My name is Lauren Carr and I’m a disciple in the Chicago Church of Christ, West Suburb Ministry. I want to share how God has used tragedy to bring about hope and healing.
On February 13, 2008 I prayed for one of the first times in my life. I prayed that God would wake me up because I felt dead inside. I felt that there had to be more to life than just worldly measures.
The next day on Thursday, February 14, 2008, my life was altered forever. As I was sitting in a lecture hall at Northern Illinois University, a gunman burst in and started firing bullets everywhere. I quickly threw my laptop so I could get up from my seat and dove into the aisle. Once I was in the aisle I was trampled by classmates trying to escape. I was about 15 feet away from the gunman, so I thought that I had no chance of surviving. Right when I was ready to lay down and surrender, paralyzed in fear, I looked up and saw light shining in from a door 30 feet in front of me.
I decided at that moment that I had to at least die trying. I got up and started running for the door. Out of the corners of my eyes I saw my classmates being shot, falling down, and bleeding. By the grace of God I made it to the glass door, pushed it with all my might and started running.
I made it out the classroom that day. However, five others weren’t so lucky. One of the victims was Gayle Dubowski, a disciple and member of the Chicago Church. I knew Gayle growing up. Her dad, Joe, was my soccer coach. But unfortunately we lost contact after middle school. Just when I thought all hope was lost, God wasn’t finished yet.
He worked through the Dubowskis, who reached out and loved up on me for five years. On April 27, 2013 I made Jesus Lord of my life (in the Dubowski’s backyard). Ten years later, God is still producing hope and healing.
This year on February 14, 2018, I was with the Dubowskis and other shooting survivors from my classroom preparing to lay down memorial wreaths and roses at a 10-year memorial service. At that exact time, word of the shooting in Parkland, Florida began spreading. As I was getting ready to lay a rose down on my fallen classmates' memorial stone, my heart was extra heavy knowing that another community was about to experience what took me 10 years to recover from.
My heart was very heavy that night as the death toll kept rising. I couldn’t sleep. I couldn’t eat. All I could do was pray. Pray and write. In my anguish I penned a letter to the Parkland shooting survivors and other mass shooting survivors. I wanted them to know that the world can be a dark place, but there is always hope. There is always healing. Convicted by the Holy Spirit, I decided to send my penned letter to the Daily Herald (a large local newspaper in the suburbs of Chicago).
They contacted me about eight hours later notifying me that they would like to publish the article in the paper and online. I was flattered and agreed. They also sent a photographer to my house to get a picture for the story. The photographer asked me what I wanted to have in the picture, and the only thing I could think of was my “Love One Another” sign I made.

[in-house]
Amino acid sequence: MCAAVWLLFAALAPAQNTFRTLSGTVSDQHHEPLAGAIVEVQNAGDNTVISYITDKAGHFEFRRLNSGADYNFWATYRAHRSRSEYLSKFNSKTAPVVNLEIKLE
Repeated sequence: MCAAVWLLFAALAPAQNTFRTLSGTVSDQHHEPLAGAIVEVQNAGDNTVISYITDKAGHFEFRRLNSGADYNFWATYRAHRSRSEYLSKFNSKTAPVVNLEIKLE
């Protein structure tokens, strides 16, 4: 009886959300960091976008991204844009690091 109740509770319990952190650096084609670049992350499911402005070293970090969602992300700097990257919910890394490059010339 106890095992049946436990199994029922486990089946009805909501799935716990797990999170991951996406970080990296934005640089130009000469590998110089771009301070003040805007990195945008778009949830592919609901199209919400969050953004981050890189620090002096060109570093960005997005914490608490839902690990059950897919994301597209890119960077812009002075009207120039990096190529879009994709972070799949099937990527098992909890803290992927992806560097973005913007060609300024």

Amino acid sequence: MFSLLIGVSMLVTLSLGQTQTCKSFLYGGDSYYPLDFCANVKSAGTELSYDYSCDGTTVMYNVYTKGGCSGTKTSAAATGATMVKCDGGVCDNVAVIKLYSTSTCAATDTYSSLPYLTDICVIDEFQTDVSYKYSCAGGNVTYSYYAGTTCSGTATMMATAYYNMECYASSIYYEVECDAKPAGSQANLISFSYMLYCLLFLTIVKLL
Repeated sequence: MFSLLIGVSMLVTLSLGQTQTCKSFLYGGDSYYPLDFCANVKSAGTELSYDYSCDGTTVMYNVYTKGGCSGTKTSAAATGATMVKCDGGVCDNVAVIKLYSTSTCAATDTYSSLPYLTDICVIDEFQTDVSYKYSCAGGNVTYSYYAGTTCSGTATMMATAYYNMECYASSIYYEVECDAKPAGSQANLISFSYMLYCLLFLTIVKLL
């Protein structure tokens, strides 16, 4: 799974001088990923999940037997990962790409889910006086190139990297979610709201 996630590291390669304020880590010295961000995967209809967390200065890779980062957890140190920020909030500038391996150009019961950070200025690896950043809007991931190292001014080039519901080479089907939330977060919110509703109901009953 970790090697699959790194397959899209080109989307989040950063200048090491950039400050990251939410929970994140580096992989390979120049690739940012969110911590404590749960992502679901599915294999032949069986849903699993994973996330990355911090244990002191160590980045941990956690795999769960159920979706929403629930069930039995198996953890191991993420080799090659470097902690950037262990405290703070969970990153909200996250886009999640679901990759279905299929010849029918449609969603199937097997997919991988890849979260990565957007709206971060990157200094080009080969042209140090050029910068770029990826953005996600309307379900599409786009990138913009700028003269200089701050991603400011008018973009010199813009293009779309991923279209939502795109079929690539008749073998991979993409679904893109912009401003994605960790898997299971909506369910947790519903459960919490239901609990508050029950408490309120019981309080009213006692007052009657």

The next morning I went to pick up the paper and my mouth dropped when I looked at the front page. The Daily Herald put my letter and picture on the front page, above the fold! I was blown away! The representative from the Daily Herald contacted me again and told me if there is anything I need or any community event I needed help with, to give her a call.
I sat and prayed and asked God, "Do YOU want me to host a community event?" The answer was a very clear, "Yes." I asked God what kind of event I could possibly hold, and the answer was even more clear – a candlelight vigil.
In a day and a half I planned and organized a candlelight vigil for the Parkland students. I had so many people volunteer to help. The Daily Herald published another article highlighting the vigil. One of the news stations even broadcasted an announcement for it! Once again, I was blown away.
I wasn’t sure how many people would attend the vigil. I thought maybe 30 people, but I purchased 300 candles just in case. Setting up for the vigil was tough. The weather was freezing and windy. However, the Dubowskis, Curt Ammons (our evangelist), and I prayed for the vigil. We prayed to reach people. For people to feel the love.
After we prayed we noticed one news station van pulled up. Then a second. Then a third. Then a fourth. Then a fifth. The first speaker was Curt, who prayed an incredible heartfelt prayer. The next speaker was Joe Dubowski, who gave a moving speech about moving forward with one another. Next, Laurel Dubowski and I read the 17 victims' names Then I spoke. It was so hard, but God was speaking through me! My message was one of hope, resiliency, and kindness. I challenged everyone there to promise that they would do acts of kindness to help make the world a better place. As Morgan Freeman says in Evan Almighty, “You change the world with one small act of kindness at a time.”
Five local news channels reported on our vigil. Numerous articles were published with our church name and location, and there are even a few people studying the Bible already!
I say all this to say that God is faithful. I am beyond grateful that he is using my suffering to illuminate his purpose. So brothers and sisters, I encourage you to, “Be joyful in hope, patient in affliction, faithful in prayer” – Romans 12:12.
You never know how God can use your pain and suffering. All glory goes to God.